Use the Line Tool:
Select the Line Tool from the tool bar and make sure your layer is set to Shape Layer. Before you make the shape on the artboard, click the gear icon and choose which side of the line (Start or End) you'd like the arrowhead to be on. You can also set the width and height of the arrow head by a percentage proportional to the line:
Rotate each circle 45° (causing them to have an overlapping anchor point)
Use the Direct Selection Tool (White arrow) to click anchors and delete them, leaving appropriate segments.
Select the middle 2 anchor points and join them (Object > Path > Join)
Rather than rotating the circles, you could also use Object > Path > Add Anchors to create ...
Here's one approach, there may be others.
Draw two straight lines, select them both, then create a bunch of lines in between using Extensions > Generate from Path > Interpolate, ungroup them, then do Path > Combine
Draw the curve
Copy the curved path (you'll need this later)
Select All Ctrl+A, then do Path > Cut Path or ctrl+Alt+/
Select and Delete the ...
No silver bullet available. No software really knows the original, only guess. But you can help at the difficult places. At first make
a work copy of your original as separate layer, by Magic Wand select the black (tol=10, anti-alias=ON) and delete it.
a black reference layer to see the result against it when needed
Then one character at the time do the ...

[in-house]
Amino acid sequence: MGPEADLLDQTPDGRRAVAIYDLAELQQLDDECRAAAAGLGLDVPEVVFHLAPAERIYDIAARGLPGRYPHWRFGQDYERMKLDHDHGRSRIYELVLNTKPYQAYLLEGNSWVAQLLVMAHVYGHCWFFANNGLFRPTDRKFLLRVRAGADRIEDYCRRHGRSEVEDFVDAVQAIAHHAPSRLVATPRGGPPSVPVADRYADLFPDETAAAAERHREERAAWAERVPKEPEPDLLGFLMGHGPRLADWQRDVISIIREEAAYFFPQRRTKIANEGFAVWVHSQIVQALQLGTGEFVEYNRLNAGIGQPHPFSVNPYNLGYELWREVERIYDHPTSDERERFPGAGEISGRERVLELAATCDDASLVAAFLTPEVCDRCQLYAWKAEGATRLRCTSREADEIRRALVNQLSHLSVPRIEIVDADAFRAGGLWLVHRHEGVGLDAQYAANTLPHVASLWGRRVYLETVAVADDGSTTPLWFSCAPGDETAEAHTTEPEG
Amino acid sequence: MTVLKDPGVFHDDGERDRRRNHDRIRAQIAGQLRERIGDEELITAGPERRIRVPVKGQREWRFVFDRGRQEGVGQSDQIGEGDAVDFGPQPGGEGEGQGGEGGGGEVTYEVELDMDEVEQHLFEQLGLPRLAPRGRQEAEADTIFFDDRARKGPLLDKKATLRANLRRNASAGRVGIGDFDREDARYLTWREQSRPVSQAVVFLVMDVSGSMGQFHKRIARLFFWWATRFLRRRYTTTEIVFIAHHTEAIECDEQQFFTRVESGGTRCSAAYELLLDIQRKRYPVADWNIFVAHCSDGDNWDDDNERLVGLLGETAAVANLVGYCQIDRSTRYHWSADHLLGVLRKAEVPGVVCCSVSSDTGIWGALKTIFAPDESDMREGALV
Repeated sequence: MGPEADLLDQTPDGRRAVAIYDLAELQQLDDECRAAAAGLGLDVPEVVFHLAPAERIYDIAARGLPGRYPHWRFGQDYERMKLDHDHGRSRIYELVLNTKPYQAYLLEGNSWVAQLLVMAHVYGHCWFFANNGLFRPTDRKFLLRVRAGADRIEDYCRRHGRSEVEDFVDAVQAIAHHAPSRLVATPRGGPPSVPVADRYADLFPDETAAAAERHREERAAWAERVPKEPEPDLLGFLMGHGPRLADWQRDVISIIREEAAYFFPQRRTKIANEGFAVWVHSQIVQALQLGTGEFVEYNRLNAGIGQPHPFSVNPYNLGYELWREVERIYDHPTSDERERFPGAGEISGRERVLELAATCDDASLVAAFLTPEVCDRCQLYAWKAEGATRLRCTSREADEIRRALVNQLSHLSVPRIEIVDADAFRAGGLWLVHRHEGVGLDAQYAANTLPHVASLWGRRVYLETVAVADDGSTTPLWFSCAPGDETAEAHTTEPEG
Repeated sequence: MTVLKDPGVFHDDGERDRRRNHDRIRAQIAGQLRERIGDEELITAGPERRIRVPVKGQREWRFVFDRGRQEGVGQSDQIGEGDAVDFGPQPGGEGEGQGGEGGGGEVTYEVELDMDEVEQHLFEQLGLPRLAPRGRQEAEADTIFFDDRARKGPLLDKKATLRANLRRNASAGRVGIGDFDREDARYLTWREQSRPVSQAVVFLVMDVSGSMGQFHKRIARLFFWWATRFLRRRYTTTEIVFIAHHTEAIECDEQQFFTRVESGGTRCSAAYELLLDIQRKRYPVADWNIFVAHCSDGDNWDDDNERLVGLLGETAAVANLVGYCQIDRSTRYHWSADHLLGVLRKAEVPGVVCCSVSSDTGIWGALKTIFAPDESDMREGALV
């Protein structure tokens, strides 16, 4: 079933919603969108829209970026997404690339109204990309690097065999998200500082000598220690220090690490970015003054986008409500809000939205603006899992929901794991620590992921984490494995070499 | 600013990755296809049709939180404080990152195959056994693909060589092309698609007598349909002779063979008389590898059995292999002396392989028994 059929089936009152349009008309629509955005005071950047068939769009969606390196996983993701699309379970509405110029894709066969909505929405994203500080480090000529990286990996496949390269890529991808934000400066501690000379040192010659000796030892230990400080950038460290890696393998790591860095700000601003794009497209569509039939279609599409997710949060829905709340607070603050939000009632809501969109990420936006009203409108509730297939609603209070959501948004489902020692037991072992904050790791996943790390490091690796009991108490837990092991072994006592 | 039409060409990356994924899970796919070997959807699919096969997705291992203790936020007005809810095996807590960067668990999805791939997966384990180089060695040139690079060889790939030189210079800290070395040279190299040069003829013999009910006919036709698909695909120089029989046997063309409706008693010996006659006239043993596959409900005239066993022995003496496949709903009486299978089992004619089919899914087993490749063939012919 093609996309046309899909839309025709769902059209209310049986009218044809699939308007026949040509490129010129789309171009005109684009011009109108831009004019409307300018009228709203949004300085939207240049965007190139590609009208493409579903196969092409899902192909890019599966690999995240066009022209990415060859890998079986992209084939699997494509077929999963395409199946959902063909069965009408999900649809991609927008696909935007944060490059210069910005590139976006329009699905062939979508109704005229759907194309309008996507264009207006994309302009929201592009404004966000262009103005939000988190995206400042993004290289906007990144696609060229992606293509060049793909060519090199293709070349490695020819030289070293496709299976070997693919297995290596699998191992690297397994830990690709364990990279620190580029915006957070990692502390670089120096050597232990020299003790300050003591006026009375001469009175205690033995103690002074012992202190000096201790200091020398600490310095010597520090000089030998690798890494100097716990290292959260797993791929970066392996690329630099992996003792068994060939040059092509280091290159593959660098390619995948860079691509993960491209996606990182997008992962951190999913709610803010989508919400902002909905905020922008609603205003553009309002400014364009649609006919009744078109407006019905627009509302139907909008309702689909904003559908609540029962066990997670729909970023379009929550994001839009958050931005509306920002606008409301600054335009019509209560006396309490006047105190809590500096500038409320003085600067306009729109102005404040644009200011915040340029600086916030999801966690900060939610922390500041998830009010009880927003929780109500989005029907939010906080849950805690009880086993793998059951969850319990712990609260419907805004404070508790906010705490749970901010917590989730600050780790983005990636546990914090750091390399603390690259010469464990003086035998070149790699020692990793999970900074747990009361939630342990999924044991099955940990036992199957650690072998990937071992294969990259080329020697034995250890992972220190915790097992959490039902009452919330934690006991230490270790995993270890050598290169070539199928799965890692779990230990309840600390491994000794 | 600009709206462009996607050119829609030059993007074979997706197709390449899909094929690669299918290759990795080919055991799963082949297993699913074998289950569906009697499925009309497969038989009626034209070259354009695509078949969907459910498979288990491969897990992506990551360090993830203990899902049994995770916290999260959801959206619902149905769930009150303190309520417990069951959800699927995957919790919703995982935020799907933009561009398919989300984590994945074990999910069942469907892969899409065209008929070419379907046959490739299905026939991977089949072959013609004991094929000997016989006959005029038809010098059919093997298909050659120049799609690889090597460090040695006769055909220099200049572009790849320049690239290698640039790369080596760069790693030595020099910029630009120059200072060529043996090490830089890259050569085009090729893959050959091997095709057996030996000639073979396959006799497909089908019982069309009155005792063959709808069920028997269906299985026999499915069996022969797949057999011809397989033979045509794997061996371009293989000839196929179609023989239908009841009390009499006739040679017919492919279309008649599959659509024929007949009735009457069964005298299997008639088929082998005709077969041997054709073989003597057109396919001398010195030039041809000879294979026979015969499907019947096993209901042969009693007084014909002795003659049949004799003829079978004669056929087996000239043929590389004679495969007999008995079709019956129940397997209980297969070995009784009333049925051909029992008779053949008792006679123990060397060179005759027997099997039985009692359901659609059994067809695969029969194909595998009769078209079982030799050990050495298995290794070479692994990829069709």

You can apply extension Modify path > Flatten Bezier. the Flatness parameter affect "the smaller parameter the more nodes and the better fit". The numeric value unfortunately tells something exact only for those who have time to read the documentation and who understand Bezier Curve mathematics.
ADD: I must admit I do not know how Flatness ...
A typical strategy, used by many*, is to place points at the curve extrema, as mentioned by @RadLexus, in a comment. Extrema in this case are defined as places where the curve meets your paper orientation in 0 or 90 degree.
Image 1: One good strategy is to place points on extrema
Having more then 90 degrees between points makes it impossible for you to do ...
Simply use a thick stroke as opposed to a shape, and apply a gradient to the stroke.
You can expand the gradient stroke afterwards, resulting in a gradient mesh object.
You can also stack multiple strokes via the Appearance Panel to add additional gradients. Here I've added a second stroke with a gradient to indicate shadowing on the lower portion...
There are a couple of different ways to alter the curve of paths in Illustrator. You can manipulate the bezier handles on the points to make the path go where you want it to or you can directly manipulate the path itself and the bezier handles will then automatically adjust accordingly.
In your example, to get the missing handle back you just need to use ...
No, because of standards.
Not out of the box
Adobe and PostScript simply use cubic Béziers. A cubic Bézier has 4 points. The decision is arbitrary and was done ages ago. The underlying vector specifications PostScript, PDF and SVG only natively support 2 (square) and 3 (cubic) order Béziers. So any export to these engines would need to change your ...
If you are only using Photoshop, These are the steps I took..
First I Changed the image resolution to 300 dpi
Then I went to Menu item Image/Adjust/Invert
Then using my magic wand I selected all of the white in the image
Then in my layers panel, I used that selection to create a mask
While holding the command key, I clicked on the mask icon In the layers ...
Use the path effect Power Stroke. You can edit the width in the Nodes tool after applying it.
Draw a copy of the segment that needs the effect to have good control. Applying it to your closed path easily creates a mess.